Congressional 'Centrists' Meeting on Healthcare
by Charles Lemos, Tue Jun 16, 2009 at 10:24:47 PM EDT
According to The Hill, self-described "centrist" lawmakers from both sides of the aisle are working together privately on healthcare reform.
The talks have been so secretive and politically sensitive that some members interviewed by The Hill refused to name other legislators involved in the bipartisan effort.
Members of the centrist GOP "Tuesday Group," the New Democrat Coalition and the 52-member Blue Dog Coalition have been discussing both the policies and politics of moving their middle-of-the-road ideas in a body of Congress usually dominated by liberal or conservative ideology.
Those centrist factions are wary of the proposals their respective leaders will introduce this month. Blue Dogs are leery of the so-called public option in the healthcare reform bill that is expected to hit the House floor this summer. Meanwhile, GOP centrists opted to release their own healthcare plan a day before House GOP leaders are scheduled to unveil their reform package.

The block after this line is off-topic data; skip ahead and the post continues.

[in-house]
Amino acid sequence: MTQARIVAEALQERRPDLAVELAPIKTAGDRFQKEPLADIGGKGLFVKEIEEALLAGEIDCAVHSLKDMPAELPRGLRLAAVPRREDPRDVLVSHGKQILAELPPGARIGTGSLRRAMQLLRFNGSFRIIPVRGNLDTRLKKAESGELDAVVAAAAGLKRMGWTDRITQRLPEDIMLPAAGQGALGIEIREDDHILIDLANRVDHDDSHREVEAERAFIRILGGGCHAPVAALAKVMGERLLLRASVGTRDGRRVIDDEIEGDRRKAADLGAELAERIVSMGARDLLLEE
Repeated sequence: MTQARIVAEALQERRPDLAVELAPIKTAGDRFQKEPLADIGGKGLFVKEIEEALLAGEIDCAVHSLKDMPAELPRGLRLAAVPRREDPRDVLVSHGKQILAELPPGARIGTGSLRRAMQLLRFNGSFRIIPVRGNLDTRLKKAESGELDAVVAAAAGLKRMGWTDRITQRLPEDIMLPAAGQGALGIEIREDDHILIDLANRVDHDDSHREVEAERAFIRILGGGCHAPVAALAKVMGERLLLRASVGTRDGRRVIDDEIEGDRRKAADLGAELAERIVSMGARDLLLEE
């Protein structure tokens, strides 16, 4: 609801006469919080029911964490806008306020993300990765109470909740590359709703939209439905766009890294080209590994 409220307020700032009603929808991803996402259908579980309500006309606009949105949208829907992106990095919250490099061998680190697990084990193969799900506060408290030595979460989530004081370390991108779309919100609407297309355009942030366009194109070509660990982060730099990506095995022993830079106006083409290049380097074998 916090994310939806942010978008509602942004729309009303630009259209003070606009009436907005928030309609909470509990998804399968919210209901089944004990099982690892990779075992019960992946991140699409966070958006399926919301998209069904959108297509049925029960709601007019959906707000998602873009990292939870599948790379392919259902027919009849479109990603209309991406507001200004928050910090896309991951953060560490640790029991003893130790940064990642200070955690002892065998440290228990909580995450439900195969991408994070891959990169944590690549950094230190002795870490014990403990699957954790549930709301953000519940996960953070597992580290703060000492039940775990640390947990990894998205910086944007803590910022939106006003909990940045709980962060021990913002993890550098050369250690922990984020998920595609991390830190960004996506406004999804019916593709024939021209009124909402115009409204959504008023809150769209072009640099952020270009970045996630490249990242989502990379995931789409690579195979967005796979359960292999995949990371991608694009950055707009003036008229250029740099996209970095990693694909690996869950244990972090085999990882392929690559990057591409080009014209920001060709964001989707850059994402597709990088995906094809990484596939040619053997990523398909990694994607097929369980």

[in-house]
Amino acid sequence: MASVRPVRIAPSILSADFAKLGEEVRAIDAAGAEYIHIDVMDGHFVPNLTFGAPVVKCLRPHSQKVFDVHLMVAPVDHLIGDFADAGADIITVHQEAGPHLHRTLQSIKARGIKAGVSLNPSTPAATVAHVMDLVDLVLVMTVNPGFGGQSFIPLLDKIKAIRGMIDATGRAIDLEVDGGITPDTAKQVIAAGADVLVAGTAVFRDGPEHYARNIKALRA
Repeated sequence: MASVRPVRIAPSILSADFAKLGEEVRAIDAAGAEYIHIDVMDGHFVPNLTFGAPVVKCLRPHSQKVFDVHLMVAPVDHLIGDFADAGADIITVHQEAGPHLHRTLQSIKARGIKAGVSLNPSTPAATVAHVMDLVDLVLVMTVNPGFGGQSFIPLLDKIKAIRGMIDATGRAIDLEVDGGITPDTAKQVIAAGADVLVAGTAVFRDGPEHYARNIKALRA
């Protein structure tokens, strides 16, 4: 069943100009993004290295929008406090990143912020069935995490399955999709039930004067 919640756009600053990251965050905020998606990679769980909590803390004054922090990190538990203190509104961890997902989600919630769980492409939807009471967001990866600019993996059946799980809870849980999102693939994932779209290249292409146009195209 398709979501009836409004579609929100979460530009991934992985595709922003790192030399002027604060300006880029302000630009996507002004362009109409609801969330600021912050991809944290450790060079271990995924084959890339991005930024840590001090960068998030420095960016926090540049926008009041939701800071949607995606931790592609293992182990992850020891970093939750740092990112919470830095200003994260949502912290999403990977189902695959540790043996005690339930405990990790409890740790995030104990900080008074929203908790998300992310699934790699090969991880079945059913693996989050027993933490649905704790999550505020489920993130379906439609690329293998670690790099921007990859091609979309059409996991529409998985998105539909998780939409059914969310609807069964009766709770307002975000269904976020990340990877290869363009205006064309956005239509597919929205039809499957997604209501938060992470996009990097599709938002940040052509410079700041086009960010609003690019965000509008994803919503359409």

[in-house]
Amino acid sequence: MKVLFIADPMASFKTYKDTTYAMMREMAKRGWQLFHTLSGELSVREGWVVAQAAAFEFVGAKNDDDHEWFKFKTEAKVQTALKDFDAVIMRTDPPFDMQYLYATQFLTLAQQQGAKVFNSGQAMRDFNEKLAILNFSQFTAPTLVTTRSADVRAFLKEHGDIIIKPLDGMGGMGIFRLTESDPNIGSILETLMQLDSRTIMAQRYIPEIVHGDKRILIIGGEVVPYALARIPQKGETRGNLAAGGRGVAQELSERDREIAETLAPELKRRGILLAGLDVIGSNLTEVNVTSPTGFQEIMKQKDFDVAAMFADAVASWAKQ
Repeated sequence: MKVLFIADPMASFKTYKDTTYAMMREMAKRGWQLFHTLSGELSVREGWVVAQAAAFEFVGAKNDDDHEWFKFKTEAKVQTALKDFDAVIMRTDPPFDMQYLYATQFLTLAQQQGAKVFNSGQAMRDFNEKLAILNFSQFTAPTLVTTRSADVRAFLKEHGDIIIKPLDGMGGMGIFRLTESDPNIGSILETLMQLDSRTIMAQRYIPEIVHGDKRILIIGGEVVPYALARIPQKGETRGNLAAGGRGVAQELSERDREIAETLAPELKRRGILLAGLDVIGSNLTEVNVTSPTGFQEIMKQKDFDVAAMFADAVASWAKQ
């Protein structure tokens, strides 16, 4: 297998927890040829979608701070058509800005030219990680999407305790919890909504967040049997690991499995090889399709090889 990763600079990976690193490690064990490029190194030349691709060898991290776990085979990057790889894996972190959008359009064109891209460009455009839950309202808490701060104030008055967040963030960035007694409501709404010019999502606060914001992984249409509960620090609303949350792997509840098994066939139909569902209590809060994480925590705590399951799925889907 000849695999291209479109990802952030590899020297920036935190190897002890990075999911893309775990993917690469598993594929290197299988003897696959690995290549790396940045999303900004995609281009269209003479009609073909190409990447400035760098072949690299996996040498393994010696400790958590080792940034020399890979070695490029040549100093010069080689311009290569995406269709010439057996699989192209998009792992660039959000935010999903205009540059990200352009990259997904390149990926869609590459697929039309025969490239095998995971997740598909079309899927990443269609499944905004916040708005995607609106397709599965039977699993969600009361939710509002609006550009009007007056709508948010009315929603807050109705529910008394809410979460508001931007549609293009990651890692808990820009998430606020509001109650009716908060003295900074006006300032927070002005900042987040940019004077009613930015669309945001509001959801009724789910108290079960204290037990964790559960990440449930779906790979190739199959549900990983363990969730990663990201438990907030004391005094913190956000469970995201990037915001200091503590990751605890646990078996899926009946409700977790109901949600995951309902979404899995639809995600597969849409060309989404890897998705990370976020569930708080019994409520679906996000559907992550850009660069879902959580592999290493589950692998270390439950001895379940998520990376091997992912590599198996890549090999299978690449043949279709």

Noting that some members could be retaliated against by their leaders, some lawmakers declined to mention to whom they were talking. Rep. Patrick Tiberi (R-Ohio) said that he wouldn't "throw [Blue Dogs] under the bus" by revealing the identities of his Democratic colleagues.
Asked last Friday about talks with GOP centrists on healthcare reform, Blue Dog Rep. Lincoln Davis (D-Tenn.) confirmed that his colleagues are actively working on compromises.
"A lot of us have tried to work together -- and I'm pleased to see that some of the centrists on their side of the aisle are willing to work with some centrists on the Democratic side of the aisle, and I think you will see that work continue," Davis said.
An aide to Davis later clarified that the congressman meant that "Blue Dogs have met with leaders from all sides in the past on a number of issues, but he wasn't referring to anything specifically that happened recently."
Rep. Mike Castle (R-Del.), a longtime leader of the 34-member Tuesday Group, said that "these conversations take place on a piecemeal basis, but there's no formal meetings."
The efforts seem more ad hoc than anything else. It is nonetheless disconcerting that members of the Democratic Party can not bring themselves to support a public option.